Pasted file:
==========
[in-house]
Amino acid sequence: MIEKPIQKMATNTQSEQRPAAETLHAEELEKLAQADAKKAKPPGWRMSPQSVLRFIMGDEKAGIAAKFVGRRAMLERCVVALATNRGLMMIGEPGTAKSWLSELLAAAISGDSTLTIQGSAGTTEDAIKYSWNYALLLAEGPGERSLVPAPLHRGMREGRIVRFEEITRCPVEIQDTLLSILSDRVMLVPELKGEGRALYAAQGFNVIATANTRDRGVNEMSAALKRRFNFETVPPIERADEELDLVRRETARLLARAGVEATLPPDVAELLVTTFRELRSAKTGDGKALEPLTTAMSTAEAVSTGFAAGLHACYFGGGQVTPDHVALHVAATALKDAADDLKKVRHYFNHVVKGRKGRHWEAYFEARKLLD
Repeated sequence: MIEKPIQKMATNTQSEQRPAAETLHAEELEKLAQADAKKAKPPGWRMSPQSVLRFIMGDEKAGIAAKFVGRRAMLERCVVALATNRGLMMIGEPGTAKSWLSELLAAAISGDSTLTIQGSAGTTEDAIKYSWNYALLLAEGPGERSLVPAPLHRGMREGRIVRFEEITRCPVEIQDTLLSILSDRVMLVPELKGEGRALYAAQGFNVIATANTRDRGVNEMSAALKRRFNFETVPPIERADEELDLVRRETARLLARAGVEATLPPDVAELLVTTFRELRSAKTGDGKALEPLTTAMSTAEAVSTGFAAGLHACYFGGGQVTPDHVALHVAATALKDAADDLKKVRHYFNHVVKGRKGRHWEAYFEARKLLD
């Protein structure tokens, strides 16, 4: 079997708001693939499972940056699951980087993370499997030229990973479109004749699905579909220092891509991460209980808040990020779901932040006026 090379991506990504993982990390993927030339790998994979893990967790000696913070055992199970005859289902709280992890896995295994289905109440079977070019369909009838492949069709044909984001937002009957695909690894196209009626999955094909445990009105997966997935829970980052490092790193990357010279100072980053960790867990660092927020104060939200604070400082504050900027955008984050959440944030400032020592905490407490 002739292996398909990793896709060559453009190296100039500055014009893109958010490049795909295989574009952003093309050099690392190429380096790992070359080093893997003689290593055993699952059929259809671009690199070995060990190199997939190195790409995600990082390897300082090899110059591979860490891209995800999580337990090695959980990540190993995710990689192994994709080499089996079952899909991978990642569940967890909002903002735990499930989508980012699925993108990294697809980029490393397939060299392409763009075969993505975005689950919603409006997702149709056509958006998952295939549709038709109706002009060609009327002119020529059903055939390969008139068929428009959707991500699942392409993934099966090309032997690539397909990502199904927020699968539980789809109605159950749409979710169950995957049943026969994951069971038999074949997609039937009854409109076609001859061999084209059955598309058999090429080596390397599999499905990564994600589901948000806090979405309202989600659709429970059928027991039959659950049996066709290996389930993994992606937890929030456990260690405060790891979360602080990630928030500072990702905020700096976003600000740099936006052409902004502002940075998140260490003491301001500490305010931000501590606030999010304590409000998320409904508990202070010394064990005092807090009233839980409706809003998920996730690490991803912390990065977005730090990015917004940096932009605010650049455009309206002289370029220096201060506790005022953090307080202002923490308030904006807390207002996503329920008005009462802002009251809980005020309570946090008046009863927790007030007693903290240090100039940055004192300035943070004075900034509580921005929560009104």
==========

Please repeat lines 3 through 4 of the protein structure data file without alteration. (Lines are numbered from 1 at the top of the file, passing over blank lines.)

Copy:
Repeated sequence: MIEKPIQKMATNTQSEQRPAAETLHAEELEKLAQADAKKAKPPGWRMSPQSVLRFIMGDEKAGIAAKFVGRRAMLERCVVALATNRGLMMIGEPGTAKSWLSELLAAAISGDSTLTIQGSAGTTEDAIKYSWNYALLLAEGPGERSLVPAPLHRGMREGRIVRFEEITRCPVEIQDTLLSILSDRVMLVPELKGEGRALYAAQGFNVIATANTRDRGVNEMSAALKRRFNFETVPPIERADEELDLVRRETARLLARAGVEATLPPDVAELLVTTFRELRSAKTGDGKALEPLTTAMSTAEAVSTGFAAGLHACYFGGGQVTPDHVALHVAATALKDAADDLKKVRHYFNHVVKGRKGRHWEAYFEARKLLD
């Protein structure tokens, strides 16, 4: 079997708001693939499972940056699951980087993370499997030229990973479109004749699905579909220092891509991460209980808040990020779901932040006026 090379991506990504993982990390993927030339790998994979893990967790000696913070055992199970005859289902709280992890896995295994289905109440079977070019369909009838492949069709044909984001937002009957695909690894196209009626999955094909445990009105997966997935829970980052490092790193990357010279100072980053960790867990660092927020104060939200604070400082504050900027955008984050959440944030400032020592905490407490 002739292996398909990793896709060559453009190296100039500055014009893109958010490049795909295989574009952003093309050099690392190429380096790992070359080093893997003689290593055993699952059929259809671009690199070995060990190199997939190195790409995600990082390897300082090899110059591979860490891209995800999580337990090695959980990540190993995710990689192994994709080499089996079952899909991978990642569940967890909002903002735990499930989508980012699925993108990294697809980029490393397939060299392409763009075969993505975005689950919603409006997702149709056509958006998952295939549709038709109706002009060609009327002119020529059903055939390969008139068929428009959707991500699942392409993934099966090309032997690539397909990502199904927020699968539980789809109605159950749409979710169950995957049943026969994951069971038999074949997609039937009854409109076609001859061999084209059955598309058999090429080596390397599999499905990564994600589901948000806090979405309202989600659709429970059928027991039959659950049996066709290996389930993994992606937890929030456990260690405060790891979360602080990630928030500072990702905020700096976003600000740099936006052409902004502002940075998140260490003491301001500490305010931000501590606030999010304590409000998320409904508990202070010394064990005092807090009233839980409706809003998920996730690490991803912390990065977005730090990015917004940096932009605010650049455009309206002289370029220096201060506790005022953090307080202002923490308030904006807390207002996503329920008005009462802002009251809980005020309570946090008046009863927790007030007693903290240090100039940055004192300035943070004075900034509580921005929560009104």